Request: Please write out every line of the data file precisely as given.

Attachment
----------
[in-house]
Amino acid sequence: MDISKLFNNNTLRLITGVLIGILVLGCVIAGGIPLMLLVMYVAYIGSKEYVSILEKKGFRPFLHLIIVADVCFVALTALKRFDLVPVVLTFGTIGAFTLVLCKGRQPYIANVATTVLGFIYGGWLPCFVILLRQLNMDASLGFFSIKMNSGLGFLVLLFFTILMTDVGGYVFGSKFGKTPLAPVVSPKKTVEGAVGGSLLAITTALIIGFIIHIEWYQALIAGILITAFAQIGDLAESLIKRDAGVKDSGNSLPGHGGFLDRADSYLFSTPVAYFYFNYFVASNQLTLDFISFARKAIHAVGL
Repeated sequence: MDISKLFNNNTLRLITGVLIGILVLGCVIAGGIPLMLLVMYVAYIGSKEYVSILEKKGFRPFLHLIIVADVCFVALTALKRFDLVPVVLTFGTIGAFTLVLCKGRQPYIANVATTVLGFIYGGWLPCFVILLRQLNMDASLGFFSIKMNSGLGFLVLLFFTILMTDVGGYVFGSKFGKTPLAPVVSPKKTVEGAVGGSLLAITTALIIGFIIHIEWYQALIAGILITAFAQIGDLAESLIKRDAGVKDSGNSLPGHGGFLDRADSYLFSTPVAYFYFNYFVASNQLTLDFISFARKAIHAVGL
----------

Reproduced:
[in-house]
Amino acid sequence: MDISKLFNNNTLRLITGVLIGILVLGCVIAGGIPLMLLVMYVAYIGSKEYVSILEKKGFRPFLHLIIVADVCFVALTALKRFDLVPVVLTFGTIGAFTLVLCKGRQPYIANVATTVLGFIYGGWLPCFVILLRQLNMDASLGFFSIKMNSGLGFLVLLFFTILMTDVGGYVFGSKFGKTPLAPVVSPKKTVEGAVGGSLLAITTALIIGFIIHIEWYQALIAGILITAFAQIGDLAESLIKRDAGVKDSGNSLPGHGGFLDRADSYLFSTPVAYFYFNYFVASNQLTLDFISFARKAIHAVGL
Repeated sequence: MDISKLFNNNTLRLITGVLIGILVLGCVIAGGIPLMLLVMYVAYIGSKEYVSILEKKGFRPFLHLIIVADVCFVALTALKRFDLVPVVLTFGTIGAFTLVLCKGRQPYIANVATTVLGFIYGGWLPCFVILLRQLNMDASLGFFSIKMNSGLGFLVLLFFTILMTDVGGYVFGSKFGKTPLAPVVSPKKTVEGAVGGSLLAITTALIIGFIIHIEWYQALIAGILITAFAQIGDLAESLIKRDAGVKDSGNSLPGHGGFLDRADSYLFSTPVAYFYFNYFVASNQLTLDFISFARKAIHAVGL